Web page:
A public-insurance option could cost thousands of Colorado health care workers their jobs and harm the state's economy, a study by a business-affiliated group says.
A bill passed by the state legislature in May required Colorado health care officials to create a proposal for such an option which could be implemented as early as next year.
The impact on the private health insurance market would ultimately harm Colorado's economy, according to a study by the REMI Partnership released Wednesday.
The partnership includes Colorado Concern, the Colorado Association of Realtors, the Colorado Bankers Association, the Denver South Economic Development Partnership and the Common Sense Policy Roundtable.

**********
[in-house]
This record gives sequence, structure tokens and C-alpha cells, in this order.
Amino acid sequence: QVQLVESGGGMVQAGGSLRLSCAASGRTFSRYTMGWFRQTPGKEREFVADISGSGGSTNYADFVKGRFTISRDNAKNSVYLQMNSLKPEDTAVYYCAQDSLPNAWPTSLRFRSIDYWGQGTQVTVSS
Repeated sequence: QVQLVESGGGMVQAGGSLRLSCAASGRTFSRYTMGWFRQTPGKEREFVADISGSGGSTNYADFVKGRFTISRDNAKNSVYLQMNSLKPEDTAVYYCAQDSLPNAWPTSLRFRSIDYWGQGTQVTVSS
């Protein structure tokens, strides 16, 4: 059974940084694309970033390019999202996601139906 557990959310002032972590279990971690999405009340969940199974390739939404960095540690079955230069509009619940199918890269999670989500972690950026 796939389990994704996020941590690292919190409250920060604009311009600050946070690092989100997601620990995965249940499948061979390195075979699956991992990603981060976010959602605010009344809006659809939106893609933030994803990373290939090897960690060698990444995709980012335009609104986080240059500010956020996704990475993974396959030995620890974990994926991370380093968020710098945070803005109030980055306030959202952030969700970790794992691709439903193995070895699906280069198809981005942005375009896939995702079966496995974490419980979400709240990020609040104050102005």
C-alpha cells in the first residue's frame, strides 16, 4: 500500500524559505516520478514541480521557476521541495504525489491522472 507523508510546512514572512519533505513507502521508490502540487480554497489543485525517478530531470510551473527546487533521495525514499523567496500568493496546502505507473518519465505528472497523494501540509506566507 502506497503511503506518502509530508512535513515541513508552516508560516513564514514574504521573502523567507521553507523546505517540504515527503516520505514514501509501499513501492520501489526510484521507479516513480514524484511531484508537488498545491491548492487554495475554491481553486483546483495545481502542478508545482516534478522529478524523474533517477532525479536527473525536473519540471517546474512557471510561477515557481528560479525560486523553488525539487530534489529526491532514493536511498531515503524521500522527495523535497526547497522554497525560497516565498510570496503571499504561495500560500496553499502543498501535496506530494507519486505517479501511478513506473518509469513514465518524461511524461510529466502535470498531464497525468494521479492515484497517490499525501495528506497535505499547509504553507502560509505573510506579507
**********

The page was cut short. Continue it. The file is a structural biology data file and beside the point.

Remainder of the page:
The report estimates that the state's individual health insurance market would lose 80% to 100% of its membership and 1,500 to 4,500 health care workers in Colorado could lose their jobs.
Further, if the state option reduces provider reimbursement in order to decrease premiums, employers who provide insurance might be burdened by a 5% costs increase. That could result in the loss of between 2,900 and 8,320 jobs and $320 to $919 million in gross domestic product, according to the study.
The report concludes that lawmakers in Colorado should "think carefully" before adopting a public option.
"Expanding health care coverage and access to affordable and high-quality care is a goal broadly shared across Colorado," says the report. "However, as policymakers and stakeholders strive to reach that goal, there is a real danger well-intentioned proposals could cause more harm than good."